Robin Gavin, Chief Curator, Spanish Colonial Arts Society (retired)
October 14, 2018
In the 19th century, Santa Fe, in the territory of New Mexico, was a destination for travelers seeking to buy silver filigree jewelry. In fact, it was the only location in the country where such handmade work could be found. So how did it come to pass that this delicate and exotic art form was available on the remote frontier and not in the bustling cities of New York or Philadelphia? Most likely because its origins were in Islamic Spain. This presentation will highlight the enduring influence of Islamic arts and culture on the arts and culture of New Spain and the American Southwest through architecture, ceramics, silverwork, textiles, language and agriculture.
Robin Farwell Gavin recently retired from her position as chief curator for the Museum of Spanish Colonial Art in Santa Fe, N.M. She began her museum career as an archaeologist with the Museum of New Mexico’s Office of Archaeological Studies. After several years in the field, she returned to graduate school in Art History at UNM and then joined the team that created the groundbreaking Hispanic Heritage Wing at the Museum of International Folk Art. She served as Curator of Spanish Colonial Art at that same museum from 1987 until 2003, when she joined the staff of the new Museum of Spanish Colonial Art. She has been the lead curator for over 30 exhibitions concerning the Spanish colonial arts of Mexico and New Mexico. Her publications include Converging Streams: Art of the Hispanic and Native American Southwest (2010; co-edited with William Wroth), Cerámica y Cultura: the Story of Spanish and Mexican Mayólica (2003), and Traditional Arts of Spanish New Mexico: the Hispanic Heritage Wing at the Museum of International Folk Art (1994). Robin is currently working on a publication on New Mexico furniture of the 20th century.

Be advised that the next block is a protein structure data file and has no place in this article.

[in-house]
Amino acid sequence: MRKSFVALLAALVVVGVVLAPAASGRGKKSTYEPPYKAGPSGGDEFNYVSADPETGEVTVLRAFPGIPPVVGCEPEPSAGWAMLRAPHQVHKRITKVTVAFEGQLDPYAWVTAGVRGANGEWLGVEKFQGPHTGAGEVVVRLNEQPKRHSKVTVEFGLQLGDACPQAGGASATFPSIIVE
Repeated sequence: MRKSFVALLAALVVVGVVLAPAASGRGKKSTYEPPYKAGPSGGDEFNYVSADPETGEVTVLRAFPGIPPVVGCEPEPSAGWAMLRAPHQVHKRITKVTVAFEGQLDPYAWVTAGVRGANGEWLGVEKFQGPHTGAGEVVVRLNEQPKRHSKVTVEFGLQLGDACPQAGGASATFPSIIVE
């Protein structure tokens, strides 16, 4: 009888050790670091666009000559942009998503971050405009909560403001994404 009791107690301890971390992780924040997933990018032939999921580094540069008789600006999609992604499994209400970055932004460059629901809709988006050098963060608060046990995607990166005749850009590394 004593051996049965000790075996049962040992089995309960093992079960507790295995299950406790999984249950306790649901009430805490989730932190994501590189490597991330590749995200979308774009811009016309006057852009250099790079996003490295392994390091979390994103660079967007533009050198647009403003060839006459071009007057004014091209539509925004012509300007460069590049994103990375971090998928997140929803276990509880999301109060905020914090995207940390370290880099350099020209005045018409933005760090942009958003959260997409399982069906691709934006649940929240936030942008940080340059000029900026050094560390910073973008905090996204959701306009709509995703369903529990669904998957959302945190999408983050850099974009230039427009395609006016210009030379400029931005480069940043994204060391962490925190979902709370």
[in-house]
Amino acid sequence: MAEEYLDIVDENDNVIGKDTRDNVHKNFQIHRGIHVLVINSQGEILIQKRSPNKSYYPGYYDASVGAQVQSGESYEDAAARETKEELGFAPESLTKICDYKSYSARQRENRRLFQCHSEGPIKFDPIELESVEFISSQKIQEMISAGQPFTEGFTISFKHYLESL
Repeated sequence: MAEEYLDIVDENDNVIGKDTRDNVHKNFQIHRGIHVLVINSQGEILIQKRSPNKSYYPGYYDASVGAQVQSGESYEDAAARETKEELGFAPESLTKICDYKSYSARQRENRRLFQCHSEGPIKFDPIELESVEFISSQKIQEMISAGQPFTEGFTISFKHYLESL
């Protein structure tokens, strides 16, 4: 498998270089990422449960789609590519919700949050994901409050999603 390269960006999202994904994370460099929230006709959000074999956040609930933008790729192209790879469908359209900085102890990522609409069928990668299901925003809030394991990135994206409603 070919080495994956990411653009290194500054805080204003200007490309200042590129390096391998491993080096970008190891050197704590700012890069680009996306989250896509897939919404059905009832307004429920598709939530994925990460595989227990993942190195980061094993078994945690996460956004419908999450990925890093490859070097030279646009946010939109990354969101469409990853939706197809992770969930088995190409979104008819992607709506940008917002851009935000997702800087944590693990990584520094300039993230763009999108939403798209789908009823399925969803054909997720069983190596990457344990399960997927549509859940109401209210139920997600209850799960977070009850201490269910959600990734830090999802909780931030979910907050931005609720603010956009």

Supported by Urban Enhancement Trust Fund, Haverland Carter Lifestyle Group
and Sandia Laboratory Federal Credit Union